Index investing is a powerful addition to your portfolio of strategies. Even more so when both large draw-downs and whipsaws can be avoided with composite market timing.
However, there are some less obvious constraints imposed by the market cap approach to index construction.
And there is the investing style issue. An index is a blend of growth and value stocks, but are there times when a value subset of the index or a growth subset of an index may be a better choice?
Market indexes are generally cap-weighted. In fact, this is one of the reasons the fees associated with these ETFs are so low. However, market cap weighting does create some interesting issues.
For example, according to Wikipedia the total market cap of the S&P 500 as of 29 Dec 2017 was US$ 23.9 trillion. Apple, the largest company in the S&P 500 by market cap, accounted for 3.7% of the total. The largest 5 by market cap accounted for 13.9% of the total and the largest 10 by market cap accounted for 21.7% of the total.
The top 50 stocks by market cap account for almost 50% of the total market cap of the S&P 500.
So when these companies do well, the index does well.
The smallest 5? They account for 0.1%. So even if each of the smallest 5 doubled, the effect on the performance of the index would be negligible.
If the disparity in performance among 500 of the largest stocks available is this great, you can imagine that the smallest cap stocks in the total stock universe have even less effect on performance.
And that is the core issue. Small and mid-cap stocks have little if any effect on the overall performance of the index. But, quite often they out-perform the large cap stocks.
Can small cap stocks become large cap stocks? Yes. The current top 5 (Apple, Google, Amazon, Microsoft and Facebook) were once small cap stocks.
There are 2 common ways to address this disparity in effect on index performance.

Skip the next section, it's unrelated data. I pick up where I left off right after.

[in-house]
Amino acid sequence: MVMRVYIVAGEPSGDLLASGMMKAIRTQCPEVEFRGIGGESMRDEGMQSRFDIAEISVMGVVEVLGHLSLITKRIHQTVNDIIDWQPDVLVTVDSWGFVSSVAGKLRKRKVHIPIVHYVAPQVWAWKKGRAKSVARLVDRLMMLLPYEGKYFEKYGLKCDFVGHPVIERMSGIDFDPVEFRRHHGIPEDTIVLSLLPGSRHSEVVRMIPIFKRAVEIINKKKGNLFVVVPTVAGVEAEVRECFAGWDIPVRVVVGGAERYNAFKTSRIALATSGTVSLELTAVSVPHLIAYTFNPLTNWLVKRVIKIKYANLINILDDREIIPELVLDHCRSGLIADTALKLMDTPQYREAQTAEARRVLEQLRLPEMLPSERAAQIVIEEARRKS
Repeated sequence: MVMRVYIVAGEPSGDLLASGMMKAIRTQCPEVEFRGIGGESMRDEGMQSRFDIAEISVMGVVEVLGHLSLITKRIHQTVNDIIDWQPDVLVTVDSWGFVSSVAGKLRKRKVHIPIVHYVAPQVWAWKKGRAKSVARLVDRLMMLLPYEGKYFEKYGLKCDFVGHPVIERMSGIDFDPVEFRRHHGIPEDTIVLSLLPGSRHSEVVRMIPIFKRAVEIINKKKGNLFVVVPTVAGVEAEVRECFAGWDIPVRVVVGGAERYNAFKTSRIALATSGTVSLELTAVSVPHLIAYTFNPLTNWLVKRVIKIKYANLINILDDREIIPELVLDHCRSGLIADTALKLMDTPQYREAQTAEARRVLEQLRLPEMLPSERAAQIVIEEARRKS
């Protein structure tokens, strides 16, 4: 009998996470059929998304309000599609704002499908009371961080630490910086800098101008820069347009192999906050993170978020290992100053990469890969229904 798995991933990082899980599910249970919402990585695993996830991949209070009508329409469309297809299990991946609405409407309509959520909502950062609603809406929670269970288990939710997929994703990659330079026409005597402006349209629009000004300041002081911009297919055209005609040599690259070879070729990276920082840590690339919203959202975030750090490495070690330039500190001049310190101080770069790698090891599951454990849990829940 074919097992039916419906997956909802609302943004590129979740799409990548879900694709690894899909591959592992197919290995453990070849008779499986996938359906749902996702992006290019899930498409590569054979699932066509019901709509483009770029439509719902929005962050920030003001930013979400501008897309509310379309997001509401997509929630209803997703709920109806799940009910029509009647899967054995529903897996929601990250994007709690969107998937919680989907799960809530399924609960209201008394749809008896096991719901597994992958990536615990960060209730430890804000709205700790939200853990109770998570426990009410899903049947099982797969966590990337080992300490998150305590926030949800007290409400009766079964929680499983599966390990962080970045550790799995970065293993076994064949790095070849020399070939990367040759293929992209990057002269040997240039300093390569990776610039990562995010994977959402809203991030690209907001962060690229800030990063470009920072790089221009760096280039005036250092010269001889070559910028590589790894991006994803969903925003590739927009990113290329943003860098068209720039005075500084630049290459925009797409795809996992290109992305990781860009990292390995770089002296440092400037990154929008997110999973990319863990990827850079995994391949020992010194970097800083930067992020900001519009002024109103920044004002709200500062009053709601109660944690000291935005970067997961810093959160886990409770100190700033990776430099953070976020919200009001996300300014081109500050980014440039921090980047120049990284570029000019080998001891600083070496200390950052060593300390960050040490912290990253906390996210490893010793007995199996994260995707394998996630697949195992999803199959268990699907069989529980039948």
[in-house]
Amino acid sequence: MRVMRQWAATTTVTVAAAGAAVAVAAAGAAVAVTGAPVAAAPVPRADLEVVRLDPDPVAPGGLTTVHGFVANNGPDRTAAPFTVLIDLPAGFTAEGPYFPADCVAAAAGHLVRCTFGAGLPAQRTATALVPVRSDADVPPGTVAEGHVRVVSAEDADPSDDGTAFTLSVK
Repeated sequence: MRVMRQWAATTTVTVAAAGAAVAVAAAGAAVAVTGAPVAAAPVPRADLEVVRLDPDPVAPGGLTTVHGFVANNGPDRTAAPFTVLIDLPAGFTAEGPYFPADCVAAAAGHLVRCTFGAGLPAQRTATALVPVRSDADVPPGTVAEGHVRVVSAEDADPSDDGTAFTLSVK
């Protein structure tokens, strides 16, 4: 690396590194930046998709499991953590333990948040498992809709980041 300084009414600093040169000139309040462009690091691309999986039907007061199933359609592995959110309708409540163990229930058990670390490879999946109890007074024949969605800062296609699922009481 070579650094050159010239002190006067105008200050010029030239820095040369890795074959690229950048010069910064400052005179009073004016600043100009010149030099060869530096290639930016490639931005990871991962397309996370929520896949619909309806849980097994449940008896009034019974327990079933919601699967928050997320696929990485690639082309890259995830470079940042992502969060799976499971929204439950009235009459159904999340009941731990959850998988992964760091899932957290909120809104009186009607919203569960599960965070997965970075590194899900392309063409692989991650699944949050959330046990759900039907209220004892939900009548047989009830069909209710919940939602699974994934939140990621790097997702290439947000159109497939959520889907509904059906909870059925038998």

Rather than pick a single ETF to cover the entire stock market, pick multiple indexes each covering a market cap section of the market.
For example, a large cap index ETF, a mid-cap index ETF, and a small cap index ETF. Using SPY for the large cap S&P 500, MDY for the mid-cap S&P 400 and IJR for the small cap S&P 600 would pretty much cover the market.
This would still over-weight the largest cap stocks in each of the 3 indexes, but would better reflect the performance of the mid-cap and small cap stocks. The largest 50 stocks by market cap no longer account for 50% of the performance, but about 16%.
If 1500 stocks from the S&P indexes doesn't sound like the entire market, keep in mind that VTI does not include all the stocks in the market - it is a representation of all the stocks in the market. In fact, as of March 2018, VTI held only 1482 stocks - not all the available stocks.
From 1 Jan 2010 through 31 Dec 2017, the performance of using all 3 ETFs (SPY,MDY,IJR) vs VTI is shown below:
You would still have passive ETFs, but 3 of them, not 1.
Does it matter? Not necessarily. But it doesn't hurt.
Another approach is to simply buy an equal weighted version of the index. Equal weighting means every stock has the same effect on performance. Note, however, that equal weighting requires active management.